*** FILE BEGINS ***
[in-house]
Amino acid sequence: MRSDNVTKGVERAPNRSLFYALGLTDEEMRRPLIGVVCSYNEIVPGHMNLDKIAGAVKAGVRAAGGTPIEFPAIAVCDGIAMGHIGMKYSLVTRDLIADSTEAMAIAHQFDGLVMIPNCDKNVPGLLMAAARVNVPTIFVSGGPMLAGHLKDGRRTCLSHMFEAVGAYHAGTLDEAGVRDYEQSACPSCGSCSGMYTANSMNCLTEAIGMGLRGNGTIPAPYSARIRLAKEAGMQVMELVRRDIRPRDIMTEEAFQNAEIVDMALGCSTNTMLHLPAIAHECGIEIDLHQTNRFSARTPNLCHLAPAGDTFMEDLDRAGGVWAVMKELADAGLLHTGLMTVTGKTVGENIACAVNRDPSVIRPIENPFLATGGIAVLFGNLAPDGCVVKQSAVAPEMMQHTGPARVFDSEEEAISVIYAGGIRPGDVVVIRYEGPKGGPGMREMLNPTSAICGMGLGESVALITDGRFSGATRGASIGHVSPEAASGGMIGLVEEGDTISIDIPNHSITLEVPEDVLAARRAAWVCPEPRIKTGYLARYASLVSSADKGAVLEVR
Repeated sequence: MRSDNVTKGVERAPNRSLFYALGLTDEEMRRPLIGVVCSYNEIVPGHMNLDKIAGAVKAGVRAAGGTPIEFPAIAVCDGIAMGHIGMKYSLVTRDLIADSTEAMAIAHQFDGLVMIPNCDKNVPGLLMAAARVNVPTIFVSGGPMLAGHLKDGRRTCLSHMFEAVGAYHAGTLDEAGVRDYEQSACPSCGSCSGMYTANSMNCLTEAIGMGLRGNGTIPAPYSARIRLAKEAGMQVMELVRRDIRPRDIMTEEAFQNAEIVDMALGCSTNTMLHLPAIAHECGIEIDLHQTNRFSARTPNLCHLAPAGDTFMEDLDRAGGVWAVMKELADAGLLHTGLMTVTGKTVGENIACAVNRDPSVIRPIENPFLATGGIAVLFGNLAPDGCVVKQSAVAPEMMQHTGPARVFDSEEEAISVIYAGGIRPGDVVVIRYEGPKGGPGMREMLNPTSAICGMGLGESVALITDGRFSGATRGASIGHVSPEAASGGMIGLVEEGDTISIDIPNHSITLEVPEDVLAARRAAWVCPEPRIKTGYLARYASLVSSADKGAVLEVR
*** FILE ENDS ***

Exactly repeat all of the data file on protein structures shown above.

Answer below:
[in-house]
Amino acid sequence: MRSDNVTKGVERAPNRSLFYALGLTDEEMRRPLIGVVCSYNEIVPGHMNLDKIAGAVKAGVRAAGGTPIEFPAIAVCDGIAMGHIGMKYSLVTRDLIADSTEAMAIAHQFDGLVMIPNCDKNVPGLLMAAARVNVPTIFVSGGPMLAGHLKDGRRTCLSHMFEAVGAYHAGTLDEAGVRDYEQSACPSCGSCSGMYTANSMNCLTEAIGMGLRGNGTIPAPYSARIRLAKEAGMQVMELVRRDIRPRDIMTEEAFQNAEIVDMALGCSTNTMLHLPAIAHECGIEIDLHQTNRFSARTPNLCHLAPAGDTFMEDLDRAGGVWAVMKELADAGLLHTGLMTVTGKTVGENIACAVNRDPSVIRPIENPFLATGGIAVLFGNLAPDGCVVKQSAVAPEMMQHTGPARVFDSEEEAISVIYAGGIRPGDVVVIRYEGPKGGPGMREMLNPTSAICGMGLGESVALITDGRFSGATRGASIGHVSPEAASGGMIGLVEEGDTISIDIPNHSITLEVPEDVLAARRAAWVCPEPRIKTGYLARYASLVSSADKGAVLEVR
Repeated sequence: MRSDNVTKGVERAPNRSLFYALGLTDEEMRRPLIGVVCSYNEIVPGHMNLDKIAGAVKAGVRAAGGTPIEFPAIAVCDGIAMGHIGMKYSLVTRDLIADSTEAMAIAHQFDGLVMIPNCDKNVPGLLMAAARVNVPTIFVSGGPMLAGHLKDGRRTCLSHMFEAVGAYHAGTLDEAGVRDYEQSACPSCGSCSGMYTANSMNCLTEAIGMGLRGNGTIPAPYSARIRLAKEAGMQVMELVRRDIRPRDIMTEEAFQNAEIVDMALGCSTNTMLHLPAIAHECGIEIDLHQTNRFSARTPNLCHLAPAGDTFMEDLDRAGGVWAVMKELADAGLLHTGLMTVTGKTVGENIACAVNRDPSVIRPIENPFLATGGIAVLFGNLAPDGCVVKQSAVAPEMMQHTGPARVFDSEEEAISVIYAGGIRPGDVVVIRYEGPKGGPGMREMLNPTSAICGMGLGESVALITDGRFSGATRGASIGHVSPEAASGGMIGLVEEGDTISIDIPNHSITLEVPEDVLAARRAAWVCPEPRIKTGYLARYASLVSSADKGAVLEVR